Clean energy advocates and activists joined hands at hundreds of events on Saturday, in a display of unity against off-shore oil drilling and hopefulness for a clean energy future. Hands Across the Sand is a movement that is "not about politics; it is about protection of our coastal economies, oceans, marine wildlife, and fishing industry."
BP's onslaught of ads claiming responsibility continue to drown our media pipes. Their online use of social media -- adamant broadcasted messaging on conversational media forms -- infuriates online citizens. But one person - Leroy "@BPGlobaPR" Stick - continues to lampoon BP's efforts, turning the despicable into the ridiculous.
The last few days have been a non-stop journey through the coastal area of New Orleans and the Southern Louisiana Marshlands for the TEDx Oil Spill Expedition team. The team of photographers, videographer and writer have been exploring the land and the sky in order to understand the story of the Oil Crisis here in the Gulf. A couple thousands photos and multiple blog posts later, the team is gathering media coverage from a witnessing POV for the June 28th TEDx Oil Spill event in Washington, DC.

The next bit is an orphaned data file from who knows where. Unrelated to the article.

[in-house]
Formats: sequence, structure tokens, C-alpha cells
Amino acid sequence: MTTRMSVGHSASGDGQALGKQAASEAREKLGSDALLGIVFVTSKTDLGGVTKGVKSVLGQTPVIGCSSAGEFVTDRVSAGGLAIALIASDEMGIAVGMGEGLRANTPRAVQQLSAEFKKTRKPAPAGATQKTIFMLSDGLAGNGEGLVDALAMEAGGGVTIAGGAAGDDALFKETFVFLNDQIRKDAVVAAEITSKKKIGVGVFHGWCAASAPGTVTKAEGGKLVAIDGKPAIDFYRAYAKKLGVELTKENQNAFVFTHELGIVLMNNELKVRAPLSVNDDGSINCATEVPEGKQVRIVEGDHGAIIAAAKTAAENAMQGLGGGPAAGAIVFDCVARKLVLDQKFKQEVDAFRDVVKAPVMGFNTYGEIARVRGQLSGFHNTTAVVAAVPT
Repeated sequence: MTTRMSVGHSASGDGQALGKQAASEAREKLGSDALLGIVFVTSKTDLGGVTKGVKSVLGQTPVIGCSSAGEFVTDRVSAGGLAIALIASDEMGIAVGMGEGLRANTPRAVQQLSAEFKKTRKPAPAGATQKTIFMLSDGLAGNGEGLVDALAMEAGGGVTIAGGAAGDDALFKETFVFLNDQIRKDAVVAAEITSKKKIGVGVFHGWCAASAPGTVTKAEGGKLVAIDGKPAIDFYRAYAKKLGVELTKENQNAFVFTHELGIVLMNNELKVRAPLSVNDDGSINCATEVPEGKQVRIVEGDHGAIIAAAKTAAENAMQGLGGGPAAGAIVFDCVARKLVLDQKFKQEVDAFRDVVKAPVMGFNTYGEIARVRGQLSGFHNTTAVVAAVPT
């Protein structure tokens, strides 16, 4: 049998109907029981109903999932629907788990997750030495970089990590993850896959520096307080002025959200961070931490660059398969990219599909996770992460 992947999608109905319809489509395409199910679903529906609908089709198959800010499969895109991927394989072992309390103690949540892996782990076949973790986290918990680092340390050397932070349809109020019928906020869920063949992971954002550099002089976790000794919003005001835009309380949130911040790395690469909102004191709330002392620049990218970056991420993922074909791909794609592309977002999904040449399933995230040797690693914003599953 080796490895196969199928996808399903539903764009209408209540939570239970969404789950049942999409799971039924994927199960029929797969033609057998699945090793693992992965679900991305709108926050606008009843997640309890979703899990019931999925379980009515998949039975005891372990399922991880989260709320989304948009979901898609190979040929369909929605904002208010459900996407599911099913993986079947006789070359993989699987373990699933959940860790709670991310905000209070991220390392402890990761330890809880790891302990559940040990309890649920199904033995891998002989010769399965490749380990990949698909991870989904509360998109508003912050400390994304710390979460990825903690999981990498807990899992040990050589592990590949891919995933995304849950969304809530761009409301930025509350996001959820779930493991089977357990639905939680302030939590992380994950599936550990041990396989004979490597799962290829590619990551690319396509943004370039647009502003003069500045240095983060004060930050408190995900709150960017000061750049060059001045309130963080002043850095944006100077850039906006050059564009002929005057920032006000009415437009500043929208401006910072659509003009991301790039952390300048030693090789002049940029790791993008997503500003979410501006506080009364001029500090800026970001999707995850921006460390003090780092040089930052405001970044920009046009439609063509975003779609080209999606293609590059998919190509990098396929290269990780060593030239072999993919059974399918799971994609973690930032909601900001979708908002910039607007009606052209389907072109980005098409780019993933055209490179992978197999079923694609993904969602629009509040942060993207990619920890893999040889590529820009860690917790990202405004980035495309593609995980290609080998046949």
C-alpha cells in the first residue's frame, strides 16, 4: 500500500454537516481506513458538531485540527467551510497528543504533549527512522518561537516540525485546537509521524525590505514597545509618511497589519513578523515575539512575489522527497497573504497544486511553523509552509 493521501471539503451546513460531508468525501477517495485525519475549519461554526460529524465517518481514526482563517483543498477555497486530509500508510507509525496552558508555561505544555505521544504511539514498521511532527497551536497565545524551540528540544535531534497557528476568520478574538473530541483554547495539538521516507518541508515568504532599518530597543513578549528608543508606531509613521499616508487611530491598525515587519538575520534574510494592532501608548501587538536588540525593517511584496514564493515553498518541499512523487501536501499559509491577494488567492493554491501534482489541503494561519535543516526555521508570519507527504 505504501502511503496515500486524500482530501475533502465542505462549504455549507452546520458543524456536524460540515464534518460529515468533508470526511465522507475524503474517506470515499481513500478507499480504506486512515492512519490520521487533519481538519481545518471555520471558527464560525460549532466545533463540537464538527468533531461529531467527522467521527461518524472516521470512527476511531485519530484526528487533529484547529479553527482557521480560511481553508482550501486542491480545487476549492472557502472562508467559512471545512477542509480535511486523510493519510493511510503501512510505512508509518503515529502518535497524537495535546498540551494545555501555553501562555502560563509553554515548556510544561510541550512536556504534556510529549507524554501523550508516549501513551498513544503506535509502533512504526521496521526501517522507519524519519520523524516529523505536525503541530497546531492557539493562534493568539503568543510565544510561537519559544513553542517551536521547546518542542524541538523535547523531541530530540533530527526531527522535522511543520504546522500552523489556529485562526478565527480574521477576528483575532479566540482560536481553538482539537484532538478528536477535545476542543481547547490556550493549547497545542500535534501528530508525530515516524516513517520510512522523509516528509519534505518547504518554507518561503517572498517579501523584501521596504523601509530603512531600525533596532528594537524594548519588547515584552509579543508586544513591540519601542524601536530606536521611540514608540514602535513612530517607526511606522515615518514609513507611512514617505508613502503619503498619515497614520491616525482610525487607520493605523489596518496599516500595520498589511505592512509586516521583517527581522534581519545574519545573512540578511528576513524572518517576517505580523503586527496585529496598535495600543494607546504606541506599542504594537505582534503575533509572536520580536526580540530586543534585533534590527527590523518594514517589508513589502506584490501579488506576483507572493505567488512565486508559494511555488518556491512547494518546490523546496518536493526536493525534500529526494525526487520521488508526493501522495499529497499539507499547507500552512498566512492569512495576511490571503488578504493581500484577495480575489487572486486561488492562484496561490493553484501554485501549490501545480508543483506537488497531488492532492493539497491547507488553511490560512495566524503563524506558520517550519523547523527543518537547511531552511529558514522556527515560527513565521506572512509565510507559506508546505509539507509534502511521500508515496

The PR battle has continues between Obama and BP. With the climax occurring today between BP top brass and Obama at the White House, another major danger continues to spread in the Gulf, BP's widespread use of Corexit toxic dispersants. More than 1,000,000 gallons has been deployed by BP in an effort to break up surface and underwater oil.
Nine of the 32 national teams in the World Cup are wearing state-of-the-art, lightweight jerseys made from 100 percent recycled plastic bottle
The recent Oil Spill disaster in the Gulf of Mexico has been on everyone's mind and media outlets for the past month. Between horrifying photos, misleading information and many failed attempts at stopping the gushing oil well, a growing national frustration has mounted into a direct collective responsibility that something has to be done.
For football (soccer) fans around the world, the FIFA World Cup - which takes place every four years - is the most anticipated event of all. This year, for the first time ever, the World Cup is taking place on the African continent, in cities across South Africa.